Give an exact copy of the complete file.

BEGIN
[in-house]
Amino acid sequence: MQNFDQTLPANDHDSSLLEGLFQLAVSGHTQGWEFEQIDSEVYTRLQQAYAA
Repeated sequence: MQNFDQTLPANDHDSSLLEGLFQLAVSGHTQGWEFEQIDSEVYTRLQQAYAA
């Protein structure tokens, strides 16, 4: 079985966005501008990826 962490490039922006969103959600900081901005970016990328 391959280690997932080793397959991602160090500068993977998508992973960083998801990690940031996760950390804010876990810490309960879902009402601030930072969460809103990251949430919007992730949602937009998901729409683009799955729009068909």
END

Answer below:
[in-house]
Amino acid sequence: MQNFDQTLPANDHDSSLLEGLFQLAVSGHTQGWEFEQIDSEVYTRLQQAYAA
Repeated sequence: MQNFDQTLPANDHDSSLLEGLFQLAVSGHTQGWEFEQIDSEVYTRLQQAYAA
């Protein structure tokens, strides 16, 4: 079985966005501008990826 962490490039922006969103959600900081901005970016990328 391959280690997932080793397959991602160090500068993977998508992973960083998801990690940031996760950390804010876990810490309960879902009402601030930072969460809103990251949430919007992730949602937009998901729409683009799955729009068909």